Browse on keywords: disease Fusarium
Search results on 01/19/19
11105. Cook, R.J.. 1968. Influence of oats on soilborne populations of Fusarium roseum.. Phytopathology 58:957-960.
Soils cropped with oats had much higher Fusarium propagule counts than adjacent fields cropped to wheat. Oat straw appeared to be a better substrate for the organism than wheat straw.
1424. Cook, R.J.. 1988. Management of the environment for the control of pathogens.. Phil. Trans. R. Soc. London B 318:171-182.
Pathogens can be controlled by management of the environment of 1) the host plant, to maximize resistance, 2) non-pathogens associated with the pathogen to enhance antagonisms, and 3) the pathogen itself, to limit its activity or longevity directly. Often only the slightest change in the environment will bring about a major change in disease activity, such as drying of the soil. The quality and quantity of non-pathogens are both important, and contribute to more complexity, and usually more biological stability. Fusarium foot rot of wheat first was a serious problem in the low- to intermediate-rainfall areas, particularly with the more progressive farmers. This was traced to the occurrence of severe plant water stress triggered by excessive nitrogen fertilization. By managing plant water potentials, the parasitic activities of Fusarium culmorum are virtually prevented. By leaving standing stubble, the saprophytic activities of this fungus are virtually prevented. Pythium root rot generally requires control only in the intermediate- to high-rainfall areas. The most effective controls are combinations that 1) minimize wheat straw on the surface or in the top 10-15 cm soil, 2) keep the soil surface exposed to drying winds and sun, especially in early growth, and 3) keep soil matric potentials in the top soil drier than -0.4 to -0.5 bar. Straw can be eliminated by burning, burial, or rotation (peas, lentils). Fumigation of the soil, not the straw, is necessary to eliminate the pathogens. Pythium is also limited by early seeding, and is less prevalent in soils without a tillage pan. To maximize take-all antagonism, tillage and delayed seeding can be used. Also the use of ammonium rather than nitrate fertilizer suppresses take-all, and any fertilizer will suppress it on an N-starved soil.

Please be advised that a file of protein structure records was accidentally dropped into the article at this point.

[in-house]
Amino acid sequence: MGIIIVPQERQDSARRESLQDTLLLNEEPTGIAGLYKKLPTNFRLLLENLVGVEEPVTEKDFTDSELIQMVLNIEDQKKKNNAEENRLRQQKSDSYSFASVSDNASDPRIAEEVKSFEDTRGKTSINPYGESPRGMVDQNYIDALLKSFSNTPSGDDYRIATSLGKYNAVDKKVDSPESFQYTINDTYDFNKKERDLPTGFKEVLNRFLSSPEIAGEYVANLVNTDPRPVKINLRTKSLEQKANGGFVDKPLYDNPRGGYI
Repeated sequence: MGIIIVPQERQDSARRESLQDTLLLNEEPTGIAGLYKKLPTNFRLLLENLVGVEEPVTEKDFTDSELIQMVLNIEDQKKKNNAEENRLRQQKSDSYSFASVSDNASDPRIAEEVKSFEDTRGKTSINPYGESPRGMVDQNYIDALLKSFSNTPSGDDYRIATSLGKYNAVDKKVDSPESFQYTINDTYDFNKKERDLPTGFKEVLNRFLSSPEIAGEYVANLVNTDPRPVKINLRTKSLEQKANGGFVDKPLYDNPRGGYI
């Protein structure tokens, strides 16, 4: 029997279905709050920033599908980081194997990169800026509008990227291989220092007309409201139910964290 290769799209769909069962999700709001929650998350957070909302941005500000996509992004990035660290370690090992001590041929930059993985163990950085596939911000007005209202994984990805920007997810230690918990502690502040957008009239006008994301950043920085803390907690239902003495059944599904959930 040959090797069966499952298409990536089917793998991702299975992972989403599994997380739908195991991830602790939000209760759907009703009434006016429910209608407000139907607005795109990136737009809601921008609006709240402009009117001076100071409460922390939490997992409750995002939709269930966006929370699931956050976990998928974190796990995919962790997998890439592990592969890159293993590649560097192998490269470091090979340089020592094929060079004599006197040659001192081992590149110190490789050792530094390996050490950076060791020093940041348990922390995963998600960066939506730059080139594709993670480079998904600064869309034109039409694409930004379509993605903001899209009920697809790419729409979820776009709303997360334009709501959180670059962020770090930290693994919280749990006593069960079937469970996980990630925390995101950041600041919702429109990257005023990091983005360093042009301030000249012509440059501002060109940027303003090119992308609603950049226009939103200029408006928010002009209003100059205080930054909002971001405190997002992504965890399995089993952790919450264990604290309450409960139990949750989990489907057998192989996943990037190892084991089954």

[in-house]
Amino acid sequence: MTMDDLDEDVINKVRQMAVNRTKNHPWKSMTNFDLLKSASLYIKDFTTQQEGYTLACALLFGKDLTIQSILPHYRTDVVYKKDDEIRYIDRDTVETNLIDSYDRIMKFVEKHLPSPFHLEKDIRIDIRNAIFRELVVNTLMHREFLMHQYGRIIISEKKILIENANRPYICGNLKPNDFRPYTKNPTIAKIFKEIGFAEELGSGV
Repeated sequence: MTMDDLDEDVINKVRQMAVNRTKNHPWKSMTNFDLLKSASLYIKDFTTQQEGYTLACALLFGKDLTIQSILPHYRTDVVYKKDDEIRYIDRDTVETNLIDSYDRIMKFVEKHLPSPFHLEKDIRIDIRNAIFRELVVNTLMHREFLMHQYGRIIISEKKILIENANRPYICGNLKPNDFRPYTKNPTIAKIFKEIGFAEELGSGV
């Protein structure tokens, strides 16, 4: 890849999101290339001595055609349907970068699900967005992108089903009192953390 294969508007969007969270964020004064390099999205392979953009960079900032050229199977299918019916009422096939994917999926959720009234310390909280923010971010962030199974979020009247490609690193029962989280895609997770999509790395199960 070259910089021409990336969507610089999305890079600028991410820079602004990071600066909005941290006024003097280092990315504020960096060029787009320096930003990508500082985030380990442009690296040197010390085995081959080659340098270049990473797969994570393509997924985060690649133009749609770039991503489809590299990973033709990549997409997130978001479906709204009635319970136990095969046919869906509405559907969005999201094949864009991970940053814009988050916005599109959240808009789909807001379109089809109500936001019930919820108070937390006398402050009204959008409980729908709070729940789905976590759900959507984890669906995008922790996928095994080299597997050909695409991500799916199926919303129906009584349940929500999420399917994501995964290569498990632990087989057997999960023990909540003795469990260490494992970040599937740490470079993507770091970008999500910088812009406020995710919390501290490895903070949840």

1431. Cook, R.J.. 1974. Control of Fusarium footrot of wheat in the Northwest USA.. Australian Plant Path. Soc. Newsletter 3(2).
11057. Cook, R.J.. 1980. Fusarium foot rot of wheat and its control in the Pacific Northwest.. Plant Disease 64:1061-1066.
Fusarium foot rot occurs mainly in low to intermediate rainfall areas of the PNW (20-40 cm) where wheat is grown after fallow. The disease appears related to water stress. Sometimes nitrogen use can induce water stress and was blamed for the disease. Wheat varieties vary in their susceptibility to the disease. The disease can be controlled by minimizing pathogen population increases and by reducing or delaying water stress. Oats should be avoided since they are an excellent host for the disease. Actions to improve water infiltration and storage reduce the chance of water stress. By maintaining residue on the surface, airborne saprophytic fungi will colonize it and prevent Fusarium from doing so. N applications should be based on realistic yields so water stress will not be induced. September seeding, rather than August, avoids excessive foliar growth which can induce water stress.